Monday, March 10, 2008

Example and Exile: The Life and Career of Jan Nemec

Paper Abstract:

The film movement known as the Czech New Wave (1963-1968) exploded as a reaction against years of Communist oppression. A small group of filmmakers started making films that dealt with social issues and criticized the current system. Some directors were able to adapt to the government’s censorship, but Jan Nemec was not. His films, which avoid linear storytelling and focus more on abstract emotions like other films of the period, are all scathing and subversive, but his most controversial film is Report on the Party and the Guests. It got banned and was the downfall of his career, and he was eventually forced out of Czechoslovakia for many years. Nemec’s films are also evaluated in the context of the movement at large. He only made four films (three features and one documentary) during the Czech New Wave, but his rebellious spirit still endures in his work.

Paper Excerpts:

A chilling depiction of the dangers of conformity and a clear metaphor for the political situation in Czechoslovakia, Report on the Party and the Guests killed his career. “Antonin Novotny, the president of Czechoslovakia, went ballistic and the film was banned. It was released for a short period during spring of 1968 and was then locked in a vault again for the next 20 years” (Buchar 11). The government felt threatened by his films and grew paranoid. They panicked when they could not figure out what Martyrs of Love was about. In fact, Martyrs of Love is a poetic celebration of love, as the title implies, and has nothing to do with politics. After the controversy surrounding these films, the government fired him, and he was bullied out of the country in 1974. He roamed around Europe and then lived in the United States for twelve years before coming home in 1989. Recently, he enjoyed some success with 2001’s Night Talks with Mother, and he currently instructs documentary at the Film Academy (Buchar 29).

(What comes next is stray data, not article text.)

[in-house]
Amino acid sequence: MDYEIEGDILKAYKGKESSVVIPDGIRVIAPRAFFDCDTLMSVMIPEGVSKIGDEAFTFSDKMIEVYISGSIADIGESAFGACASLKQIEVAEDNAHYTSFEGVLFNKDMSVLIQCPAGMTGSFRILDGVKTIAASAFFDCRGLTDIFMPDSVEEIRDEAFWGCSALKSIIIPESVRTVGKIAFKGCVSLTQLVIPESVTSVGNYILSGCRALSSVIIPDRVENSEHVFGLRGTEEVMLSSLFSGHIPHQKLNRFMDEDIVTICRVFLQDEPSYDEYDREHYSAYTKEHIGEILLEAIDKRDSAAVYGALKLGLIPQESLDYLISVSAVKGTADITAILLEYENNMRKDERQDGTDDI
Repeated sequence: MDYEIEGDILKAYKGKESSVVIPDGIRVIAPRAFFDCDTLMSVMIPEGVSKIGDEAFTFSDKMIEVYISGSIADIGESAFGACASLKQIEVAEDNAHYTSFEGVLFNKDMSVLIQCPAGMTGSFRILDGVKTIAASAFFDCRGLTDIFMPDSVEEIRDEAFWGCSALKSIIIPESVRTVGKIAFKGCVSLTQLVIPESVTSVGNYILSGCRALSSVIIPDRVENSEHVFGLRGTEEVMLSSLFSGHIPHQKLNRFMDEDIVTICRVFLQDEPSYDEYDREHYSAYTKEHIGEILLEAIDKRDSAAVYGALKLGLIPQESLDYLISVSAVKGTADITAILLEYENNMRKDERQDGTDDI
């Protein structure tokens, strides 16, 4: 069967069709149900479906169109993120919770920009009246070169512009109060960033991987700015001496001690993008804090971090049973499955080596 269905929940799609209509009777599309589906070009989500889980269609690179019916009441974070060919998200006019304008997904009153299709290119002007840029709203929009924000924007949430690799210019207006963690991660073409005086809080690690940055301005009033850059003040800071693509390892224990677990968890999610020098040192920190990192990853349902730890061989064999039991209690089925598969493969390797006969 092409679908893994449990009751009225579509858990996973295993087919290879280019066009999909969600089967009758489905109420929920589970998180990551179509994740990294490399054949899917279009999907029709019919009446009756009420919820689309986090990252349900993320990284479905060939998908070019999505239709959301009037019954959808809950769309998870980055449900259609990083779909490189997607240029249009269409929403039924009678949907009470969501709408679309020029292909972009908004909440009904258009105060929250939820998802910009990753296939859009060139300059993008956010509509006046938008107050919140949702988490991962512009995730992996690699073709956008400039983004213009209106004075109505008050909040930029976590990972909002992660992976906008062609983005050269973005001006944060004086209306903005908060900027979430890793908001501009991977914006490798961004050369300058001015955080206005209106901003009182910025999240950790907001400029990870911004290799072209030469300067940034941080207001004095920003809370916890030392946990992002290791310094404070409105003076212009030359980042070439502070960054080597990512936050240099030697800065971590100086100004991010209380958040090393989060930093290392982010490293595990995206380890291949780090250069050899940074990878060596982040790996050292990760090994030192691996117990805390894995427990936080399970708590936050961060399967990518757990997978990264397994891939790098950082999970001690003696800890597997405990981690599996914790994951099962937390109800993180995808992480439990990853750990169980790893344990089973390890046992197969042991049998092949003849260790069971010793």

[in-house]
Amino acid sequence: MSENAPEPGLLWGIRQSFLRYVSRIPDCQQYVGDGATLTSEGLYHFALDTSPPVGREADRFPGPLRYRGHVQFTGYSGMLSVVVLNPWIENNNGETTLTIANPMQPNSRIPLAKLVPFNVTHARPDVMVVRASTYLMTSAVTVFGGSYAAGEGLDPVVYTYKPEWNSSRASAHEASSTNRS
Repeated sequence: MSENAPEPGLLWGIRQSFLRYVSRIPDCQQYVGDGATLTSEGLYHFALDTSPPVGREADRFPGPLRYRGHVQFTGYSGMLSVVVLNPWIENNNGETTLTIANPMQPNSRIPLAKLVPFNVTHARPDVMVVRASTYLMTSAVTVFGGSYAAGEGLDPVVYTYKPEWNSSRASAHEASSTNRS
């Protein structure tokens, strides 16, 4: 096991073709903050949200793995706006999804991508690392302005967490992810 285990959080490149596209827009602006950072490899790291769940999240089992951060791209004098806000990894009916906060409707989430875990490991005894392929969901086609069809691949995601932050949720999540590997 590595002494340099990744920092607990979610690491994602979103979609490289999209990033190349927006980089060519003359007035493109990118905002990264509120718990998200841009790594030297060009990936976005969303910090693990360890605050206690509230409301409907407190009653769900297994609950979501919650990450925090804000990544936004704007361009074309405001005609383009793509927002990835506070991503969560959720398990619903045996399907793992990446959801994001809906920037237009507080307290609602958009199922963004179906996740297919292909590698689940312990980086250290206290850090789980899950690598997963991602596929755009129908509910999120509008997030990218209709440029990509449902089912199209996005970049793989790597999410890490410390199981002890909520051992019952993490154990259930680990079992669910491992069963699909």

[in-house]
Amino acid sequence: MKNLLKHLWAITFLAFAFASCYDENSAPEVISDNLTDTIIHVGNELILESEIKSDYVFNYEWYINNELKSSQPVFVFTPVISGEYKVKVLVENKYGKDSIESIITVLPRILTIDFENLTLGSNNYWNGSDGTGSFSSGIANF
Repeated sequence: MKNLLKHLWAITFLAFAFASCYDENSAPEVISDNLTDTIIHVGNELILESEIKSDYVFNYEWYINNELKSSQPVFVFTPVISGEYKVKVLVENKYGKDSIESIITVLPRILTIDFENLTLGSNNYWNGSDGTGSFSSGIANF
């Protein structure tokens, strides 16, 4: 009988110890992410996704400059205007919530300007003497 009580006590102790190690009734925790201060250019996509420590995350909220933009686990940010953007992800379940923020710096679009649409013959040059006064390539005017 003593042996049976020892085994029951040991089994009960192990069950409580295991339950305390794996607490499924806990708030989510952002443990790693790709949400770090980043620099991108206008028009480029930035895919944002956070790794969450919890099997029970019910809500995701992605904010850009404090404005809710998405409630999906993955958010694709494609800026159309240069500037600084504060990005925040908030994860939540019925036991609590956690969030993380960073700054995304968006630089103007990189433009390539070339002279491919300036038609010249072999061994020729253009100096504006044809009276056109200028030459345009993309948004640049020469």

All in all, Jan Nemec played a vital role in establishing and expanding the Czech New Wave. His career was very brief, but his films have endured over the years. “Nemec has described his film style as one of ‘dream realism,’ and despite some major differences, this term can be applied to all three of his Czech features” (Hames 199). In each of his films, Nemec wanted to create a separate, timeless universe, one that avoided any connections with reality. Sadly, he was not able to avoid the harsh reality of his own life or the censorship of his career.

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